The Mudcat Café TM
Thread #67277   Message #4137063
Posted By: GUEST,Julia L
17-Feb-22 - 09:41 PM
Thread Name: Origins: John Riley
Subject: RE: Origins: John Riley
Julia Lane here- Here is a version collected by Eloise Linscott in Maine from Hiram Virgin, Mexico, ME 11/13/941. I've included it in my book "Bygone Ballads of Maine Volume 1- Songs of Ships & Sailors"

George Reily

On a bright summer's morning the weather being clear   
I strolled for recreation down by a river clear
Where I overheard a damsel most grievously complain   
All for an absent lover that ploughs the raging main.

I being unperceived did unto her draw near
Where I lay down in ambush the better for to hear
Her doleful lamentations and melancholy cries
Whilst sparkling tears like crystal were streaming from her eyes

Crying, “O cruel fortune to me has proved unkind
As my true love has left me no comfort can I find!”
While she was thus lamenting and grieving for her dear
I saw a gallant sailor who unto her drew near.

With eloquence most complaisant he did address the fair
Crying, “Sweet and lovely fair one, why do you mourn here?”
“All for an absent lover,” the fair one did reply,
“Which causes me to wonder for to lament and cry.

Its three long years and more that his absence I have mourn'd
And now the war is ended he has not yet returned.”
“Why should you grieve for him alone?” the sailor he did say
“Perhaps his mind is alter'd or chang'd some other way.

If you will but forget him and fix your mind on me
Till death doth demand me to you I'll faithful prove!”
To which this fair maid answered, “Sir that can never be!
I never can admire any other man but he

He is the darling of my heart none else can I adore
So, take this as an answer and trouble me no more.”
Then said the gallant sailor, “What is your true love's name?   
Both that and his description I wish to know the same.”

“George Reily was his name sir, he was a man both neat and trim
So manly in proportion that few could equal him
With the ringlets down his shoulders, the fairest yellow hair
And his skin for whiteness exceeds the lily fair.”

“Fair maid, I had a messmate; George Reily was his name
I'm sure from your description that he must be the same.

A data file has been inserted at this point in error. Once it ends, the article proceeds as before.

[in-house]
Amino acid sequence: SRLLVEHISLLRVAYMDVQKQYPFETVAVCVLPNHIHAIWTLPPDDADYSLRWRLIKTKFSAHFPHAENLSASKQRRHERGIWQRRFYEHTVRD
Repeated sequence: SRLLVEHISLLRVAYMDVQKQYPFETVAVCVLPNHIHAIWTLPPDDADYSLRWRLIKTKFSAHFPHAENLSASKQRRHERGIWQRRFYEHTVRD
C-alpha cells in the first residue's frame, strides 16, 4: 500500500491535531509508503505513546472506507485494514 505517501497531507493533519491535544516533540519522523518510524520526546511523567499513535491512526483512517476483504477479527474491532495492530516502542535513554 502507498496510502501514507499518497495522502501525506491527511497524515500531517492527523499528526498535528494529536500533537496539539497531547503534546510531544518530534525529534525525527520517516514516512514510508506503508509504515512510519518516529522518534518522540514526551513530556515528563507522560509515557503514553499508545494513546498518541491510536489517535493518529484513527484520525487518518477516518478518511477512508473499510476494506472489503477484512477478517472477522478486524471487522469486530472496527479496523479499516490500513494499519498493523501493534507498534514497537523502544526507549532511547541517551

It is really most surprising that he was so unkind
As to leave so fair a creature in sorrow here behind

Three years we spent together on board the old Belflew   
And such a gallant comrade before I never knew
It was on the twelfth of April near to Port Royal Bay
We had a tight engagement before the break of day

Between Rodney and DeGrasse where many a man did fall
Your true love he fell by a French cannon ball
Whilst weltering in his blood your generous lover lay
With fault'ring voice and broken sighs these words I heard him say-

“Farewell, my dearest Nancy were you but standing by
To gaze your last upon me contented would I die!”
This melancholy story it wounded her so deep
She wrung her hands in anguish and bitterly did weep

Crying, “My joys are ended if what you say be true
Instead of having pleasure I've naught but grief in view!”
On hearing which his person no longer he conceal'd
He flew into her arms and his person did reveal.

Now these constant lovers did each other embrace
He kiss'd the bright tears from her cheeks and wiped her lovely face Crying, “My dearest Nancy with you I'll ever stay
I'll never more depart till my mainmast's cut away!"

The lyrics here are as noted by Eloise Linscott in her unpublished manuscript for A Yankee Pedlar's Pack. Her recording of Mr. Virgin only includes verse 8 (italics) and is quite different from what she apparently intended to publish. It appears that her transcription may be adapted from the Forget-me-not Songster (1840). She has, however, combined several verses perhaps for clarity of the story. The action in verses 10 and 11 describes the Battle of the Saintes, April 12, 1782 in the West Indies where the British and French forces were vying for control of the islands there. The French Rear-Admiral Comte DeGrasse, who had helped George Washington to prevail at Yorktown in the Battle of the Chesapeake, September, 1781, was soundly defeated and taken prisoner by the British Admiral Sir George B. Rodney. Another song, "Rodney’s Glory", tells the story in full. An English ship-of-the-line called Barfleur (Belflew?) is mentioned in descriptions of naval military action in the Caribbean during this time.